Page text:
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Krishna Sundarram

Ready Player One

/ 4 min read

Not bad, but not very good either.

Here’s what the author does well - referencing an unbelievable amount of 80’s video games, movies and TV shows. If you’re an 80s kid or you’d like to be, you’ll enjoy the detailed play throughs of games, the discussion of finer points of movies but most often simply the constant references. Here’s an example of a reference I loved - when the good guys need to attack the bad guys’ base but are waiting for someone to destroy the protective shield one of them says “we need to give Han more time!” You’ll love it if you understand the references. Otherwise it’s possible that it’ll fall flat.

The story maintains a good pace too. It rarely slows down. The plans concocted and executed by the good guys are fun to read.

And that’s pretty much it for the good parts. Now for the rest.

  1. The Good Guys are very Good, and the Bad Guys are very Bad. There’s not even an attempt to make either side greyish. I don’t know about you but such characters are dead boring to read about. Unfortunately, no character ever has to make a tough choice in this book.

  2. All the good guys follow the same template. It’s basically the same character several times, except for the Japanese characters. The Japanese characters are straight out of The Last Samurai, who can’t form a single sentence without the word “honour” in it. Maybe that’s how Japanese people in 1850 spoke, but this novel is set in 2050.

  3. Since all the characters are the same, it’s not surprising that they talk with the same mannerisms. They seemingly know only 2 adjectives - epic and lame. (the main character feels “epic loneliness” after a family member dies. Another character criticising a movie says “it’s fucking lame! And the soundtrack is epically lame! Lame-o-Rama! Beyond lame! Highlander II lame!”)

  4. Good books show you things and trust you to form your own conclusions. Bad books will tell you the conclusion, just in case you don’t get it. This book falls in the latter category. Example - a newly introduced character motormouths for 2 pages without pause and then says “I tend to ramble when I’m nervous or excited.” Thanks for telling us your character traits, new character!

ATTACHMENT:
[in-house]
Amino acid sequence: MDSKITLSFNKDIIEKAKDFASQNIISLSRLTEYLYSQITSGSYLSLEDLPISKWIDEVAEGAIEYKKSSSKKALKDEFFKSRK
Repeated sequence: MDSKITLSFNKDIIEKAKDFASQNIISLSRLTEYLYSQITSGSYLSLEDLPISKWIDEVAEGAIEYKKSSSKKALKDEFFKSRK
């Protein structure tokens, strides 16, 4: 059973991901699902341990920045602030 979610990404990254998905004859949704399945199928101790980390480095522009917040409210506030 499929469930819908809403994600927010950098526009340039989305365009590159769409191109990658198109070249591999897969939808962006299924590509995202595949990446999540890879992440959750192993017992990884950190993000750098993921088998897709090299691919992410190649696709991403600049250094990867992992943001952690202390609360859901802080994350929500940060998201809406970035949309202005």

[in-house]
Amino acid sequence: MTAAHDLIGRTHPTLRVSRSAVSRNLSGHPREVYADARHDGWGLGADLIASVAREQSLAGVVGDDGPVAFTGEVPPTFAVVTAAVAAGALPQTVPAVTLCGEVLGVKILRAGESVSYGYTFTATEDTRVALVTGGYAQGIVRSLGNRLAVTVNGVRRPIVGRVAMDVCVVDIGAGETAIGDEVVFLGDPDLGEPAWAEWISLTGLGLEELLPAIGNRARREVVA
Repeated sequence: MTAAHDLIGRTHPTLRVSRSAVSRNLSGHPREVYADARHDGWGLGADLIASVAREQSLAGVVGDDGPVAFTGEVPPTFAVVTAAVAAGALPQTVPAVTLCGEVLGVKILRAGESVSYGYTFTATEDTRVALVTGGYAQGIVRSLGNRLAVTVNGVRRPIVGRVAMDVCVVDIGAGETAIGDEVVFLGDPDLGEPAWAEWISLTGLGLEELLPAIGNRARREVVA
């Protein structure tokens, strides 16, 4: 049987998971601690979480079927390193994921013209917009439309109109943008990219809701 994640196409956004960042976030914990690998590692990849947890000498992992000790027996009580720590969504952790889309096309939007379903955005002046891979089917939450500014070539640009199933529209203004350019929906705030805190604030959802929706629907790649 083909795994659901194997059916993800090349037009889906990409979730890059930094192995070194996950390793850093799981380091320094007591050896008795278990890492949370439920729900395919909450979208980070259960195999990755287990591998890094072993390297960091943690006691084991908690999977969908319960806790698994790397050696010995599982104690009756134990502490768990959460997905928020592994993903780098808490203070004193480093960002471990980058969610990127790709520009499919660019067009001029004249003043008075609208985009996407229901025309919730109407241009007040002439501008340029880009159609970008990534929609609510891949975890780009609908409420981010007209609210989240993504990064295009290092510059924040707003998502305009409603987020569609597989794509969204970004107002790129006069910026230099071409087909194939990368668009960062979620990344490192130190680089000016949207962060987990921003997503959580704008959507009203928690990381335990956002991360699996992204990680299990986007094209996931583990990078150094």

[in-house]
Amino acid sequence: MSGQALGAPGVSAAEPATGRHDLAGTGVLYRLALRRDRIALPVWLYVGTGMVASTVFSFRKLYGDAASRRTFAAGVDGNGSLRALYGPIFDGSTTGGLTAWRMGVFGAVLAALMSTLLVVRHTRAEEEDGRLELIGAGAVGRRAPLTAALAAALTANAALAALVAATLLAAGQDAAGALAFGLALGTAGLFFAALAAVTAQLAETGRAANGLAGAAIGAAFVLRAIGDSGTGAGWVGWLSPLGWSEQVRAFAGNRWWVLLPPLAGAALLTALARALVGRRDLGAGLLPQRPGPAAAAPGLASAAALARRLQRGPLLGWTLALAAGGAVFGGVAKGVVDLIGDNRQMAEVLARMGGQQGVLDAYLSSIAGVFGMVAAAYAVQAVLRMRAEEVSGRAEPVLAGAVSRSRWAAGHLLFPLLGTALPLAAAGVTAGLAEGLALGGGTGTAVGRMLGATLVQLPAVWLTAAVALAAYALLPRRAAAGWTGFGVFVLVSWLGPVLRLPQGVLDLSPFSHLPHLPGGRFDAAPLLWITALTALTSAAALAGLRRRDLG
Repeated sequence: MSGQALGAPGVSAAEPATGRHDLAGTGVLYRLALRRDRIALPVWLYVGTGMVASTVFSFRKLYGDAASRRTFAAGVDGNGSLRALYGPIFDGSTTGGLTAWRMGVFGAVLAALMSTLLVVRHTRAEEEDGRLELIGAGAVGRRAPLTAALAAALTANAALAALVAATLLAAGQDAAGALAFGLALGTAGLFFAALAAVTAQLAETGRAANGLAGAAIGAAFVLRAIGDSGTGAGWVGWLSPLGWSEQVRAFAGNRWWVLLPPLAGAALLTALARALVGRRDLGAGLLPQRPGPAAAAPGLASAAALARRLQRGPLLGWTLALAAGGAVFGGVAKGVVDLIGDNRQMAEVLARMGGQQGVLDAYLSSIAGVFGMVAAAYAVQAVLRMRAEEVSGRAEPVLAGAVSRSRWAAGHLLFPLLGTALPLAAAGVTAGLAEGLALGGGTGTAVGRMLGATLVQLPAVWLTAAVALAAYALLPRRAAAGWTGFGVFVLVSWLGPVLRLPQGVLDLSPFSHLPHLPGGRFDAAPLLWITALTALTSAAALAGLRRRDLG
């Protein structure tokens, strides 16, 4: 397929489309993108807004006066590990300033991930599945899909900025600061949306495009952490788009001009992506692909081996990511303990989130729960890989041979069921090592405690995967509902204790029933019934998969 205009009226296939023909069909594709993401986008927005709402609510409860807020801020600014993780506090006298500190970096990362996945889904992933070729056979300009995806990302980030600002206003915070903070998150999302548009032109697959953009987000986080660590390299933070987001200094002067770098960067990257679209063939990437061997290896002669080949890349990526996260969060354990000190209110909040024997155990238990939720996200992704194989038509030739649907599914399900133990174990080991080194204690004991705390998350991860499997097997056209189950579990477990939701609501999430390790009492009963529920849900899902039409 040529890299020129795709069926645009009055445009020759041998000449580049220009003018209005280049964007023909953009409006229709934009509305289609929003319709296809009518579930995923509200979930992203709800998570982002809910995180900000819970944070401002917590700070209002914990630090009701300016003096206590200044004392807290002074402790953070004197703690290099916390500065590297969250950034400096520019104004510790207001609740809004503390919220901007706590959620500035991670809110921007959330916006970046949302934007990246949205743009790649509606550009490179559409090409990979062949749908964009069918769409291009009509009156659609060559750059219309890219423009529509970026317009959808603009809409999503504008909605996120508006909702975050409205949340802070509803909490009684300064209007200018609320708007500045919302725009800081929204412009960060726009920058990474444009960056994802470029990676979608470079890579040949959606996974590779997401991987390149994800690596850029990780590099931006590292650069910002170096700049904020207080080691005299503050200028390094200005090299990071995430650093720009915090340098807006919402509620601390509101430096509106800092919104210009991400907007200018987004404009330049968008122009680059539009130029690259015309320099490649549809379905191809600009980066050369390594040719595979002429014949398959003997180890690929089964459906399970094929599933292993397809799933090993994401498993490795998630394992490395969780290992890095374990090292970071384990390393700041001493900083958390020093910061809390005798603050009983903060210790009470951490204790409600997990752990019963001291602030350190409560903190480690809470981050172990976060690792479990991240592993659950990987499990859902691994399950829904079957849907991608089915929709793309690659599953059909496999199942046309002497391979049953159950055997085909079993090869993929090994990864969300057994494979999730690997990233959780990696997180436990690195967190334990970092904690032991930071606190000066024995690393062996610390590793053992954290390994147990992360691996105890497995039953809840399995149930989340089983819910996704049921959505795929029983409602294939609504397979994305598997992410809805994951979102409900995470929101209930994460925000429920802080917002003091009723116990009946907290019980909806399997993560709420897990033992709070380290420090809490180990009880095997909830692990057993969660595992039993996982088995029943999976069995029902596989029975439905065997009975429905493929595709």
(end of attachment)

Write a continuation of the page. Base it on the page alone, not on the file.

5. The dialogue is unbearable. Rather than have the characters talk like normal people, the author chose to have all dialogue replaced with cliches. (“Revenge is a dish best served cold”, “rearranging deck chairs on the titanic”, “it’s not over till the fat lady sings right?”, “it’s not over till it’s over. And it’s not over”). The best parts of the book are the ones with no dialogue at all.

All of this is only nitpicking though. Maybe you can forgive the dialogue and the one dimensional characters. The issue that I think is most difficult to overlook is that this - it does not present any new ideas so it doesn’t ask any difficult questions of you, the reader. Its just action and references. The author is in such a rush to reference as many things as possible that he forgets to actually put any ideas. Around the end he realises this, so he has all the characters suddenly decide that the real world is much better than the virtual world, even though they hardly spend any time in the real world. This epiphany the characters have feels tacked on, and would hardly make a difference to the novel if it was dropped.

I totally understand that some people will enjoy this anyway. That’s fine. I enjoyed the hell out of action-with-no-plot-or-characters movie genre, and a lot of people would be looking for the same from a book.

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